Sunday, October 2, 2011
It was an emotional ceremony for many in attendance and a powerful remembrance for Elizabeth Wilson Winterbone, who lost both her parents on October 2nd, 1970.
"It's a big thing to hear my mom and dad's name, which I don't hear," said Wilson Winterbone as her eyes filled with tears. "To hear it read out loud is a powerful thing."
Ben Wilson, the head football coach, and his wife, Helen, were among the 29 people who died in the Colorado plane crash. Two others died later after receiving medical attention for their injuries. Nine individuals survived the crash.
The plane was carrying some of the Wichita State football player, administrators, and supporters, who were on their way to a game in Utah.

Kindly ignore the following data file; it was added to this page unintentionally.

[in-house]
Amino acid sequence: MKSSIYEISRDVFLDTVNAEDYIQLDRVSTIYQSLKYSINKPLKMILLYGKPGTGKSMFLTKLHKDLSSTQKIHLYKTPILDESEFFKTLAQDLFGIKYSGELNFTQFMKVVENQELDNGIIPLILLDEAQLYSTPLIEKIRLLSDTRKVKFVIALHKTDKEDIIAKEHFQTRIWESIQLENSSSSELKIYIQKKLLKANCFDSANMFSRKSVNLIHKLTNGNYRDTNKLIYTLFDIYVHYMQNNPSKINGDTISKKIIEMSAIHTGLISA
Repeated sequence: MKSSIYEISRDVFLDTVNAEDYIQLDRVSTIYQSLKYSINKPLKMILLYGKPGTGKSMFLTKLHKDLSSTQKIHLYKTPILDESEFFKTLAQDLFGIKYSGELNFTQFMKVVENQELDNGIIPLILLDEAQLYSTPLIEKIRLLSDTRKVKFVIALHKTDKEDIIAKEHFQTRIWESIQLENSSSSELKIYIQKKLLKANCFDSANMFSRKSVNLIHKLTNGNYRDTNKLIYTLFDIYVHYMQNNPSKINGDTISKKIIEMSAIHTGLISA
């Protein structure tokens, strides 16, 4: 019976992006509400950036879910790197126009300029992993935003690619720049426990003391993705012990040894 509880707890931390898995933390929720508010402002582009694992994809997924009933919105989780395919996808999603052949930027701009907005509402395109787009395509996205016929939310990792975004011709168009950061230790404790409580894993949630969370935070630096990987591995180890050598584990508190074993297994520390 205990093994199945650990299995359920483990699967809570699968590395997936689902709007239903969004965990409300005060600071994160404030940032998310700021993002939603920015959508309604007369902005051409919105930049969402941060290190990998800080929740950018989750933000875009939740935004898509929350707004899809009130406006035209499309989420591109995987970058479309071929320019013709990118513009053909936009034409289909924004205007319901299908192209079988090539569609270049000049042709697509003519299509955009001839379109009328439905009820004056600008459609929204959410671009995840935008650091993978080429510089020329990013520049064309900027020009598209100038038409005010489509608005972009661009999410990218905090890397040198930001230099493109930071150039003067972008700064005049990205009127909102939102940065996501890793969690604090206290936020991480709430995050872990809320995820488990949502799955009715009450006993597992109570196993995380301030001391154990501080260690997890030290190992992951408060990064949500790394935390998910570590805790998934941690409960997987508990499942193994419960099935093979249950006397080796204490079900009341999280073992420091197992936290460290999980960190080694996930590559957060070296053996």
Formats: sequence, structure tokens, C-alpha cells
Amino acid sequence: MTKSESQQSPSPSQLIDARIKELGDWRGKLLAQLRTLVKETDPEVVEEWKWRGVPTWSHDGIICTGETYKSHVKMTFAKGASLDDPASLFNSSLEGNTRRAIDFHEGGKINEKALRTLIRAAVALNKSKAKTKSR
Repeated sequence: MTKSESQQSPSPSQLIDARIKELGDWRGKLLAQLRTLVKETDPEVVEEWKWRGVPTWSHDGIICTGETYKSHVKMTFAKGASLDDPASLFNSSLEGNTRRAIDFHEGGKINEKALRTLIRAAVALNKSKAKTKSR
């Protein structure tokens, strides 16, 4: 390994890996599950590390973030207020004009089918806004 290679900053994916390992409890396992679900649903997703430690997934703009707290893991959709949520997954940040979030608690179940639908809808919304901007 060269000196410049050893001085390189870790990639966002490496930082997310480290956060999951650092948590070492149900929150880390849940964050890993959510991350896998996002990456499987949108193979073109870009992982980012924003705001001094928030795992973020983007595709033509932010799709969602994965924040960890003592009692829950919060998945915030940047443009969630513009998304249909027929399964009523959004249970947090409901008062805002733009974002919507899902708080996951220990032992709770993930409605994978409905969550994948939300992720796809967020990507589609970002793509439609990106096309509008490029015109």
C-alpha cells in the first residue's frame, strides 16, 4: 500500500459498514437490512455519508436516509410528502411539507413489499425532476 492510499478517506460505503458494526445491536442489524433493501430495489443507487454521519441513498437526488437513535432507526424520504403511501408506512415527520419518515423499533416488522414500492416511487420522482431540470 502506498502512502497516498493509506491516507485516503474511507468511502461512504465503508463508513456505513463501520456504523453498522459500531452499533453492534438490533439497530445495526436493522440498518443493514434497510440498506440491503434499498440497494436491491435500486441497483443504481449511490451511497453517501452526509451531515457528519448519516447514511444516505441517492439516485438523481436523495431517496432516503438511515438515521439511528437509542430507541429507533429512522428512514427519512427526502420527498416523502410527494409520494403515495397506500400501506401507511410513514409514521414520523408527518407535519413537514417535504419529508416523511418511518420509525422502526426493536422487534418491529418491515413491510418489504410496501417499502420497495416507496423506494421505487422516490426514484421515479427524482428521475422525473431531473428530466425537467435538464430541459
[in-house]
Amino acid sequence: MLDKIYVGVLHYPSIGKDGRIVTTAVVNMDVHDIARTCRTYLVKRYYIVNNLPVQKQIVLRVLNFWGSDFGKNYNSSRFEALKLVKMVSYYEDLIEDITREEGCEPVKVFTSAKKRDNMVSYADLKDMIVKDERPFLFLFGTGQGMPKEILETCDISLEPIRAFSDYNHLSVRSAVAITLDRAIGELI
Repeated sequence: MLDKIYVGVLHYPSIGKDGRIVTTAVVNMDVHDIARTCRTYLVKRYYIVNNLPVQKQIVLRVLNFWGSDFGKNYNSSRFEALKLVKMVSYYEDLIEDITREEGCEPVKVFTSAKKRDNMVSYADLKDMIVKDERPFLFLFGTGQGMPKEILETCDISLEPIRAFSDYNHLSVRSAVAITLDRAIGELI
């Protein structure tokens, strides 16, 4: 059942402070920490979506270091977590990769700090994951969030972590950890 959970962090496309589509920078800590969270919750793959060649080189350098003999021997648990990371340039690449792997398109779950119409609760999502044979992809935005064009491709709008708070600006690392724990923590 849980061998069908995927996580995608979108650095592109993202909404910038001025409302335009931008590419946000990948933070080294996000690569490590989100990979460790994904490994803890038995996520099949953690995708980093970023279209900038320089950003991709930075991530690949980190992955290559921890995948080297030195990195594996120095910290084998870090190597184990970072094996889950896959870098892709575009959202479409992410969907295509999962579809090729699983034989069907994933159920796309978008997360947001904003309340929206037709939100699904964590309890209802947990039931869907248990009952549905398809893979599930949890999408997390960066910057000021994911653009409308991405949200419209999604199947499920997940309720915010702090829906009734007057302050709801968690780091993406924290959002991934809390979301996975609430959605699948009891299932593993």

"The day was just like this. It was beautiful and sunny and clear. And a day like this always takes me right back to that [day], being 10-years-old," said Wilson Winterbone.
University leaders say the Memorial '70 sculpture on campus represents a wing and a broken wing. It's the broken wing, with the names of those who passed away, that people come to place remembrance wreaths and honor those individuals, each year.
"This is a time for people to remember in sorrow but to look ahead and be thankful for what they have. If you look at it in its totality, it's not entirely negative. Memory is always a good thing," said James Rhatigan, who has attended many remembrance ceremonies in front the sculpture.
More than four decades later, survivors say memorials like this help them in the healing process.
"It does give people, no matter where they are in their processing, the opportunity to come back, to feel the support and the love that is here," said Wilson Winterbone.